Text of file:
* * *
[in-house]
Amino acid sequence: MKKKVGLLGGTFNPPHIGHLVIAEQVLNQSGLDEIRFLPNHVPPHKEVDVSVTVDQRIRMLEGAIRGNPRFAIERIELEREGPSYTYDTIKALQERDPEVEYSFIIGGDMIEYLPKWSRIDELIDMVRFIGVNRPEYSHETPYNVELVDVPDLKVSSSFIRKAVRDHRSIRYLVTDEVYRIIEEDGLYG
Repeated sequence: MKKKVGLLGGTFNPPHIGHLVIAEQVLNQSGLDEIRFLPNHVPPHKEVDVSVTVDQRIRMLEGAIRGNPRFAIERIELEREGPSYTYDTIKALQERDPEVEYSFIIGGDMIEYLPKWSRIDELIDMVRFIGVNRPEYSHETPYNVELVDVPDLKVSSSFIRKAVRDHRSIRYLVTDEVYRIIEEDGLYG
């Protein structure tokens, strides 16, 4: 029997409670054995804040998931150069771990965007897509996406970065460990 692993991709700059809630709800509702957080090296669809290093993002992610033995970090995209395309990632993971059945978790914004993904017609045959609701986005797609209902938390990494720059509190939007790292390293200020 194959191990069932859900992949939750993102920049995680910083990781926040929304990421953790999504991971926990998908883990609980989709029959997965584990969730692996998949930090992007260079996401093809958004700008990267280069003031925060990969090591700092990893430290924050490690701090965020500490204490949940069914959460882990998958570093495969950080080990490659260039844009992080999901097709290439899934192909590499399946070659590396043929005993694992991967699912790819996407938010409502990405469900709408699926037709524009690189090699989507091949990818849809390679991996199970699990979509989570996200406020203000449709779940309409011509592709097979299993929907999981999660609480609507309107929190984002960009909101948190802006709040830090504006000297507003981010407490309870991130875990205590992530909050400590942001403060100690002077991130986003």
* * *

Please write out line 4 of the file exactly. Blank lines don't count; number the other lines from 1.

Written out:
């Protein structure tokens, strides 16, 4: 029997409670054995804040998931150069771990965007897509996406970065460990 692993991709700059809630709800509702957080090296669809290093993002992610033995970090995209395309990632993971059945978790914004993904017609045959609701986005797609209902938390990494720059509190939007790292390293200020 194959191990069932859900992949939750993102920049995680910083990781926040929304990421953790999504991971926990998908883990609980989709029959997965584990969730692996998949930090992007260079996401093809958004700008990267280069003031925060990969090591700092990893430290924050490690701090965020500490204490949940069914959460882990998958570093495969950080080990490659260039844009992080999901097709290439899934192909590499399946070659590396043929005993694992991967699912790819996407938010409502990405469900709408699926037709524009690189090699989507091949990818849809390679991996199970699990979509989570996200406020203000449709779940309409011509592709097979299993929907999981999660609480609507309107929190984002960009909101948190802006709040830090504006000297507003981010407490309870991130875990205590992530909050400590942001403060100690002077991130986003």